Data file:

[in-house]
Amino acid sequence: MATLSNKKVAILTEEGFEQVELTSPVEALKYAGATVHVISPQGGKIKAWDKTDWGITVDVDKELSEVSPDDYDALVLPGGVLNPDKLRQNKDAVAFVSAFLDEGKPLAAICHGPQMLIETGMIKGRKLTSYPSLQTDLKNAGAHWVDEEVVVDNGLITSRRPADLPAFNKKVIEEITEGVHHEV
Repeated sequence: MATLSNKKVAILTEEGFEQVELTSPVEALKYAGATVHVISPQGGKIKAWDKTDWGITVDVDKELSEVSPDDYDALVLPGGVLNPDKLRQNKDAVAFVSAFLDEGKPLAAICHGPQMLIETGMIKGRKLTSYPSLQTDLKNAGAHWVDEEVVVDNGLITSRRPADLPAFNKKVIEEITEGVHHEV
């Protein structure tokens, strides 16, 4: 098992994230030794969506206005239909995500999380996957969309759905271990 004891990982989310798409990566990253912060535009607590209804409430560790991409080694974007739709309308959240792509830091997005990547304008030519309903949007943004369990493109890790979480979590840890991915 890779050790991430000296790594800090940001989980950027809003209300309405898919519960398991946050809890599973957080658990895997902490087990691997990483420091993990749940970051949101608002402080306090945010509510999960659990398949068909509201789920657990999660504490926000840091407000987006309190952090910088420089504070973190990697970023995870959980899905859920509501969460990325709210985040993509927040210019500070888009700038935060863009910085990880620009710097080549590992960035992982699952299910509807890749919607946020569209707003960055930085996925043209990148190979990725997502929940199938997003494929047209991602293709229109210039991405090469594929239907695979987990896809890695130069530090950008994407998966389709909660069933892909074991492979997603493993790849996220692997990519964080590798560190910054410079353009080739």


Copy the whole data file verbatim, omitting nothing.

[in-house]
Amino acid sequence: MATLSNKKVAILTEEGFEQVELTSPVEALKYAGATVHVISPQGGKIKAWDKTDWGITVDVDKELSEVSPDDYDALVLPGGVLNPDKLRQNKDAVAFVSAFLDEGKPLAAICHGPQMLIETGMIKGRKLTSYPSLQTDLKNAGAHWVDEEVVVDNGLITSRRPADLPAFNKKVIEEITEGVHHEV
Repeated sequence: MATLSNKKVAILTEEGFEQVELTSPVEALKYAGATVHVISPQGGKIKAWDKTDWGITVDVDKELSEVSPDDYDALVLPGGVLNPDKLRQNKDAVAFVSAFLDEGKPLAAICHGPQMLIETGMIKGRKLTSYPSLQTDLKNAGAHWVDEEVVVDNGLITSRRPADLPAFNKKVIEEITEGVHHEV
């Protein structure tokens, strides 16, 4: 098992994230030794969506206005239909995500999380996957969309759905271990 004891990982989310798409990566990253912060535009607590209804409430560790991409080694974007739709309308959240792509830091997005990547304008030519309903949007943004369990493109890790979480979590840890991915 890779050790991430000296790594800090940001989980950027809003209300309405898919519960398991946050809890599973957080658990895997902490087990691997990483420091993990749940970051949101608002402080306090945010509510999960659990398949068909509201789920657990999660504490926000840091407000987006309190952090910088420089504070973190990697970023995870959980899905859920509501969460990325709210985040993509927040210019500070888009700038935060863009910085990880620009710097080549590992960035992982699952299910509807890749919607946020569209707003960055930085996925043209990148190979990725997502929940199938997003494929047209991602293709229109210039991405090469594929239907695979987990896809890695130069530090950008994407998966389709909660069933892909074991492979997603493993790849996220692997990519964080590798560190910054410079353009080739």